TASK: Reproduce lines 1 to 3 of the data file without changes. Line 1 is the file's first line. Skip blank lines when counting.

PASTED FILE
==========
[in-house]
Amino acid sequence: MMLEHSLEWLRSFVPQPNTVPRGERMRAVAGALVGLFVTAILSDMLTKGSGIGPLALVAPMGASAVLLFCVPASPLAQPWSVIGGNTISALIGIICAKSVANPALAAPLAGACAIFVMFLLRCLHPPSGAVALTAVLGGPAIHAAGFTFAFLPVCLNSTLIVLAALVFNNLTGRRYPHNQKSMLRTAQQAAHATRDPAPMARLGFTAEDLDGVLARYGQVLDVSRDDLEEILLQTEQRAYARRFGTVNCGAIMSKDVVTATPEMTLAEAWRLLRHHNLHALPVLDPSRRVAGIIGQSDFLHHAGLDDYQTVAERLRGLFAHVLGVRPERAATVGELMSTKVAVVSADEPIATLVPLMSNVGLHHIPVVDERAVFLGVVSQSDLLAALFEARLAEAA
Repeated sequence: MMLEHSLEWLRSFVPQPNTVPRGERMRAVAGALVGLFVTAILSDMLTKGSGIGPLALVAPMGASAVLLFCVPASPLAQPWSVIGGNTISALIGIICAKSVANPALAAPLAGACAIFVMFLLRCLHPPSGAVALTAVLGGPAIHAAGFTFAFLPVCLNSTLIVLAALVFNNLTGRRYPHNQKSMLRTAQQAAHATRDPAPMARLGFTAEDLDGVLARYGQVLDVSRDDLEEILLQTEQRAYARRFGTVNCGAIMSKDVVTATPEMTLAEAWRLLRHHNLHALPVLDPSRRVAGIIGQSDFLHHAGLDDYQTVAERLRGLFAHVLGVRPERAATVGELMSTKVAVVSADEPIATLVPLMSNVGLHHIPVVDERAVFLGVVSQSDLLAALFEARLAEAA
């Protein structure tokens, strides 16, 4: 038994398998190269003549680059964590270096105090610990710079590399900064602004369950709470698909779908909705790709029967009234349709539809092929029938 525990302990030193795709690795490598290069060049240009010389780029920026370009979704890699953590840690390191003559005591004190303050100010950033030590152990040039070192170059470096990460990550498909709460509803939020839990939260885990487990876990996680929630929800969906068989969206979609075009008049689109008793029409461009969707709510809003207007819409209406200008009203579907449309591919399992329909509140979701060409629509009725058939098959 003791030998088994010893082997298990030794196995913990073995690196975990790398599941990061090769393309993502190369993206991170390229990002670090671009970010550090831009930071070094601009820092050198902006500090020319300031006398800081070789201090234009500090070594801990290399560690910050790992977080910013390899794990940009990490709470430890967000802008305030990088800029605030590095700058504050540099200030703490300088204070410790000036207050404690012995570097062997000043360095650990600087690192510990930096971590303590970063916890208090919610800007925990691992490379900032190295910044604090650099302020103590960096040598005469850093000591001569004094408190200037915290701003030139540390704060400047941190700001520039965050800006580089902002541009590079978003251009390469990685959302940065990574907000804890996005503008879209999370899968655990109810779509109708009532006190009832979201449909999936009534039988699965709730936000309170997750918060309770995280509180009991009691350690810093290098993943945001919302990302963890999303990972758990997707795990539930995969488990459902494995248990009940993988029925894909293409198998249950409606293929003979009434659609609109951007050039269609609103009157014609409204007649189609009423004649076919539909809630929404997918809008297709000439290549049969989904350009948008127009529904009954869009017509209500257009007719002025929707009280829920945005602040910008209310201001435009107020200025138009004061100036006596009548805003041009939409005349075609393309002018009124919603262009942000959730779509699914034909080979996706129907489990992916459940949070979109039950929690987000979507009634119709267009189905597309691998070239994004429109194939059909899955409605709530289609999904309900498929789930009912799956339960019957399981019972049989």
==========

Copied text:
[in-house]
Amino acid sequence: MMLEHSLEWLRSFVPQPNTVPRGERMRAVAGALVGLFVTAILSDMLTKGSGIGPLALVAPMGASAVLLFCVPASPLAQPWSVIGGNTISALIGIICAKSVANPALAAPLAGACAIFVMFLLRCLHPPSGAVALTAVLGGPAIHAAGFTFAFLPVCLNSTLIVLAALVFNNLTGRRYPHNQKSMLRTAQQAAHATRDPAPMARLGFTAEDLDGVLARYGQVLDVSRDDLEEILLQTEQRAYARRFGTVNCGAIMSKDVVTATPEMTLAEAWRLLRHHNLHALPVLDPSRRVAGIIGQSDFLHHAGLDDYQTVAERLRGLFAHVLGVRPERAATVGELMSTKVAVVSADEPIATLVPLMSNVGLHHIPVVDERAVFLGVVSQSDLLAALFEARLAEAA
Repeated sequence: MMLEHSLEWLRSFVPQPNTVPRGERMRAVAGALVGLFVTAILSDMLTKGSGIGPLALVAPMGASAVLLFCVPASPLAQPWSVIGGNTISALIGIICAKSVANPALAAPLAGACAIFVMFLLRCLHPPSGAVALTAVLGGPAIHAAGFTFAFLPVCLNSTLIVLAALVFNNLTGRRYPHNQKSMLRTAQQAAHATRDPAPMARLGFTAEDLDGVLARYGQVLDVSRDDLEEILLQTEQRAYARRFGTVNCGAIMSKDVVTATPEMTLAEAWRLLRHHNLHALPVLDPSRRVAGIIGQSDFLHHAGLDDYQTVAERLRGLFAHVLGVRPERAATVGELMSTKVAVVSADEPIATLVPLMSNVGLHHIPVVDERAVFLGVVSQSDLLAALFEARLAEAA